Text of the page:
Although the TS-790A can fully service the operating needs of any VHF/UHF/microwave enthusiast, it will probably appeal principally to the ham who operates (or plans to operate) using the OSCAR, UoSAT, JAMSAT and RS Satellites Unfortunately, the unit I received to review did not have the optional 1200 MHz module, UT-10. So, I was unable to put it through its paces on OSCAR 13, Mode L
I was. however, able to do all of the other exciting things provided by both OSCAR 10 and OSCAR 13 on Modes B and JL In addition, I had two OSOs with Alexander U4MIR, on the Russian MIR space platform. All this in just a few days!
Automatic Down Link Frequency Finder
One of the problems that I have had with my present equipment has been the need to set my separate receiver and transmitter to the appropriate uplink and downlink frequencies, corrected for Doppler and the round trip time delay. The TS-790A neatly solves this by allowing you to program into memory the appro* pnate numerical value representing the sum of the uplink and downlink frequencies, a constant for each of the satellites. You can store and retrieve this number for as many as ten different transponders, then just tune the SUB receiver to the desired frequency and push the sat key This will automatically move the MAIN unit to the appropriate transmit frequency. Alternatively, you can set the MAIN section to the desired transmit frequency first, and then push the sat key. The SUB receiver will automatically move to the appropriate down link frequency. I am certainly going to miss this capability when I have to relinquish the 790A and am forced to do it the hard way again.
I found only one area where the transceiver needed help. On both 2 meter and 70 centimeter operation, the input signal required to activate the S Meter was far in excess of the level of signals received from existing Phase III satellites. This is not necessarily a bad thing because, except for installations with very short feedhnes to the antenna system, you’ll want to install a preamp at or near the antenna.
In my specific installation, the GaAsFET preamplifiers determine the system noise floor. With these in line, the TS-790A S Meter is indeed quite comfortably scaled. Incidentally, the MAIN section has a conventional analog meter for signal strength display, while the SUB section boasts a very fine resolution LCD display for signal strength. I was pleasantly surprised to measure the actual noise-floor of the receiver on both 2 meters and 70 cm at about 0.019 fV (for3 dB S + N/N). Adding my GaAsFET preamp improved this by about 2dB to 0.015uV,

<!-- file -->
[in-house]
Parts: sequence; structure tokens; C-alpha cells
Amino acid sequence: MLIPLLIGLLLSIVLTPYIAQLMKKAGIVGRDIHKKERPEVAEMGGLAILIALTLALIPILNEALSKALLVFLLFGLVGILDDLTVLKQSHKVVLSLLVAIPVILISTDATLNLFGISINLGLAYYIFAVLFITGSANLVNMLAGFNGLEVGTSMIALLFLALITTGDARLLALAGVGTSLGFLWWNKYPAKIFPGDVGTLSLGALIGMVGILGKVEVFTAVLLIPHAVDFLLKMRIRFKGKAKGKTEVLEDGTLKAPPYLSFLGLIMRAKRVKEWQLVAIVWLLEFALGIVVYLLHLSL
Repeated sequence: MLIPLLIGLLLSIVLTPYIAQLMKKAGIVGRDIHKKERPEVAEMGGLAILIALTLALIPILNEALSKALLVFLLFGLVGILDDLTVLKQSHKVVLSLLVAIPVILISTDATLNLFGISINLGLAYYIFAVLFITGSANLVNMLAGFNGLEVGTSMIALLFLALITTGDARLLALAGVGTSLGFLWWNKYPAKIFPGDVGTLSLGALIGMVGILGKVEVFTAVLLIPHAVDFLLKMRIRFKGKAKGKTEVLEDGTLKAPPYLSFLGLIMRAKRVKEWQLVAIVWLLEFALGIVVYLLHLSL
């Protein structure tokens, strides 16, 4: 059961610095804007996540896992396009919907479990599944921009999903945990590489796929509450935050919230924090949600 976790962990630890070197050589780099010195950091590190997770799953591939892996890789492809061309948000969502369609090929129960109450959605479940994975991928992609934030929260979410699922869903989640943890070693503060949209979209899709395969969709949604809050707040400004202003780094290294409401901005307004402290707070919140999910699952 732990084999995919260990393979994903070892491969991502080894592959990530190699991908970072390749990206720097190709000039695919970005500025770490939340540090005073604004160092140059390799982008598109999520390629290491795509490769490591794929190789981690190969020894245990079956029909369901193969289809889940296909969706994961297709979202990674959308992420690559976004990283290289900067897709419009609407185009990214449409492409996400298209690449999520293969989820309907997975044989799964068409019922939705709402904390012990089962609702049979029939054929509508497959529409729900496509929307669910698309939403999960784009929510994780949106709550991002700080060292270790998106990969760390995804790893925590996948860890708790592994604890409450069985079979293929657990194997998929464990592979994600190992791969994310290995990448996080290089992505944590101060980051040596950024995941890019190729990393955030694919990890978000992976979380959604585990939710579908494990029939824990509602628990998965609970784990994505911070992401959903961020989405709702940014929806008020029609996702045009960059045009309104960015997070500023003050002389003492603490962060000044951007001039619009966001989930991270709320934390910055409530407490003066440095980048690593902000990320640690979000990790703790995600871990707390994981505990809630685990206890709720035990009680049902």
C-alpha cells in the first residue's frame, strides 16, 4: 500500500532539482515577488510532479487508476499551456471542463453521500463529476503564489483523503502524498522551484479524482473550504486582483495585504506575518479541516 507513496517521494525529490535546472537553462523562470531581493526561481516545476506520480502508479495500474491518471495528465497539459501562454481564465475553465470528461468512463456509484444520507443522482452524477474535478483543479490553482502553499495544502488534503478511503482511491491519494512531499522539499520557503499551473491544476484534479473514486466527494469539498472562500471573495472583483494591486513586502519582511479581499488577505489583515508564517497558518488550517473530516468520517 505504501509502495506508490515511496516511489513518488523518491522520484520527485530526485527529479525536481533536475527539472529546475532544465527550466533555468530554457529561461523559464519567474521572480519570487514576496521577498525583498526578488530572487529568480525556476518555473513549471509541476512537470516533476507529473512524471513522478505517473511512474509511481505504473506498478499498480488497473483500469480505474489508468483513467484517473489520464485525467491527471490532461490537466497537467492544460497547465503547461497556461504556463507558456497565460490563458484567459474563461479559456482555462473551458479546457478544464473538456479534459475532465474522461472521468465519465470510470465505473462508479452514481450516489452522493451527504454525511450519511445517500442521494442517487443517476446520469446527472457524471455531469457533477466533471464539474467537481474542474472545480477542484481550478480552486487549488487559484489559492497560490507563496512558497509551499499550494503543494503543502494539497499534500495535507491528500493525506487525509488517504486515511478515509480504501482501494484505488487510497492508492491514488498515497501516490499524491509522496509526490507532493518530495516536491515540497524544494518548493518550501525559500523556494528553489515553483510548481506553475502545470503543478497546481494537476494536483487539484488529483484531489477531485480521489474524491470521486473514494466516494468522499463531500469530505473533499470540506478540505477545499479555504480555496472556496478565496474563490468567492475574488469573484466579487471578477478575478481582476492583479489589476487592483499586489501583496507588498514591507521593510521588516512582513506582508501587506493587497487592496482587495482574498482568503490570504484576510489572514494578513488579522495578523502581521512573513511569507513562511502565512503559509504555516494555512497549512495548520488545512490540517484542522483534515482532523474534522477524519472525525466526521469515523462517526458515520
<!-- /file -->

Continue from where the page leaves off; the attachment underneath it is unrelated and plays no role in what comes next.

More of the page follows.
Power output on both bands was in excess of that specified by Kenwood. I was initially surprised at the specified higher output ratings for the FM modes vs. the SSB modes. Presumably this is a function of linear range vs, saturation operation for FM. The unit employs multi-stage “bricks” for all the RF Power stages on both 70 cm and 2 meters, and as the driver stage on 1200 MHz. A discrete bipolar transistor serves as the 1200 MHz PA.
Early in this article I expressed my doubts regarding the ability of a package as compact and attractive as the TS-790A to have the capability to compare favorably with a multi-component dedicated satellite assembly of equipment. I can now say that my doubts were unfounded. Other than the definite desirability to add external low noise preamps, this unit matches my equipment across the board. And the XYL might let me bring a package this attractive up from the basement “studio”!
I have only one major concern about operation with transceiver-type multiband equipment. You must be very, very careful to never activate the transmit function on the band where you have your receiving preamplifier, or goodbye. GaAsFET. Once you’re comfortably familiar with the MAIN and SUB sections of this unit, this situation shouldn’t be too high a probability. But, I nearly did it twice. Fortunately the MAIN was in the SSB mode with the microphone gain all the way down. Whew!
I have neglected to say as much about the FM operation and the many scanning features as the radio deserves.
– 1989 Ed Clegg W3LOY – 73 Amateur Radio